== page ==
The metallic copper-chromium oxide-metallic nickel catalyst employed may be prepared by coprecipitation of the hydroxides of the copper, chromium and nickel from a solution of the nitrates or chlorides by the addition of a solution of alkali metal'hydroxide, filtering, washing and drying the filter cake. The dried cake may be granulate'd, pressed into pellets or used in other desirable physical form. Prior to use, the catalyst maybe placed in the reactor and reduced in a stream of hydrogen while slowly raising the temperature up to say 350 C. To prevent excessive temperature rise due to heat of reduction, the hydrogen may be diluted with nitrogen. Copper compound is reduced to metallic copper, chromium takes. the oxide form believed to be Cr O and nickel compound is reduced to metallic nickel. Preferably, the catalyst is used on a suitable support. Calcium fluoride is preferred as the support, although other supports such as other alkaline earth fluorides, magnesium-fluoride, or refractory oxides such as alumina may be used. The support may be coprecip-itated along with the hydroxides of the active metals. For example, calcium fluoride may be cop-recipitated with the active'metal hydroxides by addition of alkali metal fluoride to an initial solution containing ni trate or chloride of calcium. be saturated with the nitrates of copper, chromiumand nickel, dried and ignited, and the catalyst. so prepared reduced with hydrogen in the reactor. Spent catalyst may be reconverted to the starting materials required'for catalyst preparation by digestion of the spent catalyst with nitric acid.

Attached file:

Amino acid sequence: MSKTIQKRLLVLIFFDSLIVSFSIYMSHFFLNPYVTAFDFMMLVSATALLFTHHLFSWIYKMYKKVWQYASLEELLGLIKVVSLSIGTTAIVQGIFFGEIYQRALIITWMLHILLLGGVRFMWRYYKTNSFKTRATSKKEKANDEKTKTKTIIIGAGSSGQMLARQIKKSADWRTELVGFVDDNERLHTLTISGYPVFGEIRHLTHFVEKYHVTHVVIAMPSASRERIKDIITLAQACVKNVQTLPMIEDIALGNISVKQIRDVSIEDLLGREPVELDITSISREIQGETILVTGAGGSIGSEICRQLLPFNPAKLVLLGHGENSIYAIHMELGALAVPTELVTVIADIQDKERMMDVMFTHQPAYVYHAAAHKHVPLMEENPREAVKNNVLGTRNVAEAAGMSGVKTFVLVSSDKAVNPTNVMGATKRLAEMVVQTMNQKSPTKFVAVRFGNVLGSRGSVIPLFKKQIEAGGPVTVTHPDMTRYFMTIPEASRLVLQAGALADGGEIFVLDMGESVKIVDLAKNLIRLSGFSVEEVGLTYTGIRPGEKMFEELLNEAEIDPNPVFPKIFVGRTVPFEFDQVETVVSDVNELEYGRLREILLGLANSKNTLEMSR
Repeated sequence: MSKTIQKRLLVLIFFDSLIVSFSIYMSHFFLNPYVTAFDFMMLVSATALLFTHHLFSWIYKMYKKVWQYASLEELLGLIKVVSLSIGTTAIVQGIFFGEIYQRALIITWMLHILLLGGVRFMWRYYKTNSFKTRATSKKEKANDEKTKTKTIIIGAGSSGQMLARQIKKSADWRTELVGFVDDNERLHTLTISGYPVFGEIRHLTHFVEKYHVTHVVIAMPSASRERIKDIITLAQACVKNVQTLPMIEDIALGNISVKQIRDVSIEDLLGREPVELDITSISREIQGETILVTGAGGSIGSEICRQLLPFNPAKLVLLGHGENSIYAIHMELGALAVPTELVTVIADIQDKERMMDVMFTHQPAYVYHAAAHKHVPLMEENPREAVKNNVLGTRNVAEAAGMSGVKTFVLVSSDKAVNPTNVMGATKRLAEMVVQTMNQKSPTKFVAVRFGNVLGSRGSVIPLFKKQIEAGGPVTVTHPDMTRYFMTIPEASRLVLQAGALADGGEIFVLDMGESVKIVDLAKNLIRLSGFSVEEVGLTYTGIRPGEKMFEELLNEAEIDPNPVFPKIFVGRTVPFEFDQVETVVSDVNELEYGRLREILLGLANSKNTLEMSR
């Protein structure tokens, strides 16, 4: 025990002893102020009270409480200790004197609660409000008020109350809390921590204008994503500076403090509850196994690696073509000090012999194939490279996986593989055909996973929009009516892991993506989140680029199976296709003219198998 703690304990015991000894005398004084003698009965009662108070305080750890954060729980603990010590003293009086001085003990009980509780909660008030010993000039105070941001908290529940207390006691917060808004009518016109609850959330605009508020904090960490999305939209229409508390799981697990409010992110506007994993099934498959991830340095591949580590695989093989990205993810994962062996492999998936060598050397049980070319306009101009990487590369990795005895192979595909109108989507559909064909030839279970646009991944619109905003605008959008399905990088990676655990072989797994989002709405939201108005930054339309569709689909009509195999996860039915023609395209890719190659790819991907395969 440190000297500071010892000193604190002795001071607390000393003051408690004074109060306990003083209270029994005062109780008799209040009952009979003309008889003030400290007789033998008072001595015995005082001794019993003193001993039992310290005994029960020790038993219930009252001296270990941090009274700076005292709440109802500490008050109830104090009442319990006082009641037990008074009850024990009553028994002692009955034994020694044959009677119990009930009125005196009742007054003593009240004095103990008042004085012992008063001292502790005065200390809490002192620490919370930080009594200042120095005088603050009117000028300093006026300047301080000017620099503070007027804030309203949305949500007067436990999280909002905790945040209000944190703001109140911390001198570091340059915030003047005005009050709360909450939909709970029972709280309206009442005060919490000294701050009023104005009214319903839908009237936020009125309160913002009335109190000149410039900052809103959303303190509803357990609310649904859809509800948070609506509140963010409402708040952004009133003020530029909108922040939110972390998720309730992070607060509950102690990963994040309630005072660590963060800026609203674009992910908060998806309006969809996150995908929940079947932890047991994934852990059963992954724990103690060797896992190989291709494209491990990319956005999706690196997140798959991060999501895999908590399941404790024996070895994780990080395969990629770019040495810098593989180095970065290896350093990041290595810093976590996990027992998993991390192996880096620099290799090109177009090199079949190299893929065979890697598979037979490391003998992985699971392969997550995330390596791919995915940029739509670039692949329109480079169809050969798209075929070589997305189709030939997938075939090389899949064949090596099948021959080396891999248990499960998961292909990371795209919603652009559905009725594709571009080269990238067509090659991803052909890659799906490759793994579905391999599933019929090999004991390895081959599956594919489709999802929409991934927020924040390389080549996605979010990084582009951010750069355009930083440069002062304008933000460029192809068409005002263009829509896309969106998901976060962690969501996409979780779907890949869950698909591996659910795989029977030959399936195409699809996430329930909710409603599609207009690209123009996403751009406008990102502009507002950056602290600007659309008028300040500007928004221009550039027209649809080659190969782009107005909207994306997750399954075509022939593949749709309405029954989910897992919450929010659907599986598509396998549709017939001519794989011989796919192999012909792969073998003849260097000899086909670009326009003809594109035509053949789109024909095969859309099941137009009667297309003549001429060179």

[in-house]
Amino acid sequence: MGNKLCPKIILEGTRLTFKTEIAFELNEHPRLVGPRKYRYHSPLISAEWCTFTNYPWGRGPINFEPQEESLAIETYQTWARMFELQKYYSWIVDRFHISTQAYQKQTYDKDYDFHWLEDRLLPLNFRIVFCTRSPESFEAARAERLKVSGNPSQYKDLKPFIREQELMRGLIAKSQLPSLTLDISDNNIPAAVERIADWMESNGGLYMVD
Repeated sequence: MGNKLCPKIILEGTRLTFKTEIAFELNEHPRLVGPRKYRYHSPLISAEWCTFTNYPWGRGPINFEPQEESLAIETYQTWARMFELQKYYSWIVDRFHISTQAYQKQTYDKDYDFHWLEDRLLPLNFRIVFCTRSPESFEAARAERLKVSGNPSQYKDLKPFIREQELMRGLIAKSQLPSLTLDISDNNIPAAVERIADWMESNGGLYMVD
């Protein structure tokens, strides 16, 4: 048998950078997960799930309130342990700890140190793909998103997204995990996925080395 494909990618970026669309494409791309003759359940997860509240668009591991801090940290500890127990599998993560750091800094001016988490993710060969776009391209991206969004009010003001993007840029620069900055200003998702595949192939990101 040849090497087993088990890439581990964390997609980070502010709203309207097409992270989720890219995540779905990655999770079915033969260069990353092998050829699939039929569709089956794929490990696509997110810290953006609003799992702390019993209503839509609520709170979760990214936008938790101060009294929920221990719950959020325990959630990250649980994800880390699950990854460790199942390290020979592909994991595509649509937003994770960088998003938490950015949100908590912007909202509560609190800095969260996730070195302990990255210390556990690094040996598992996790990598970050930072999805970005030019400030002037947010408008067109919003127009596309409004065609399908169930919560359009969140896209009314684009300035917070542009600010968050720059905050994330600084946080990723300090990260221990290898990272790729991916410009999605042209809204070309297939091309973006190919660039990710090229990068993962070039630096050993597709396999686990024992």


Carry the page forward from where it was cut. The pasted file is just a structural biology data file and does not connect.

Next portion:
Weight ratio of metallic copper to oxide of chromium to metallic nickel may vary considerably. Particularly outstanding results may be obtained using a catalyst comprising copper metal, an oxide of chromium and nickel metal supported on calcium fluoride, in which catalyst material the weight ratio of metallic copper to oxide of chromium to metallic nickel is about 1:122, and weight ratio of total active catalyst material to CaF support is about 1.5:1. Metallic copper to chromium oxide to metallic nickel weight ratio may lie substantially in the range of 0.2:1:3 to 2:1:1; preferably about 12122; and total catalyst material to support weight ratio may lie substantially in the range of 1:2 to 2:1, preferably 1.5:1'.
'The hydrogen and CF CFClCF reactant may be mixed any desired proportions. Hydrogen should be present 7 in amount at least suflicient to react with a substantial amount of the starting material to form a substantial amount of the perfluoropropene. An excess of hydrogen or equimolecular proportions may be employed. Ordinarily, the'quantity of hydrogen'lies inthe range of 0375- mols per mol of CF CFClCF In large scale work, it is advantageous and preferable to adjust'ratios Patented Aug. 18, 1959 Porous solid supports may larly desirable.
tages accrue, and the copper containing catalyst may be deleteriously aiiected. Contact time may vary considerably over the range of say 2-15 seconds, and contact times of 2.5-3 seconds have been found to be particu- Reaction rate at the temperatures specified is usually quite rapid, so that the contact time is not particularly critical and, depending upon particular operating conditions at hand, may be determined by test run.
Products exiting the reaction zone consist of the soughtfor product CF CF=CF together with any unreacted CF CFClCF and possibly some hydrogen. The reactor exit may be water-scrubbed to remove HCl and HF, passed thru a 20% NaOH solution to remove traces of residual acid, and dried as by CaCl The organic portions of the reactor exit may be isolated by suitable cooling, such as in a Dry Ice acetone trap. By this procedure, unreacted hydrogen passes thru the trap while CF CF=CF and unreacted CF CFCICF are obtained as condensate in the trap. The CF CF=CF product may be recovered from the condensate by fractional distillation.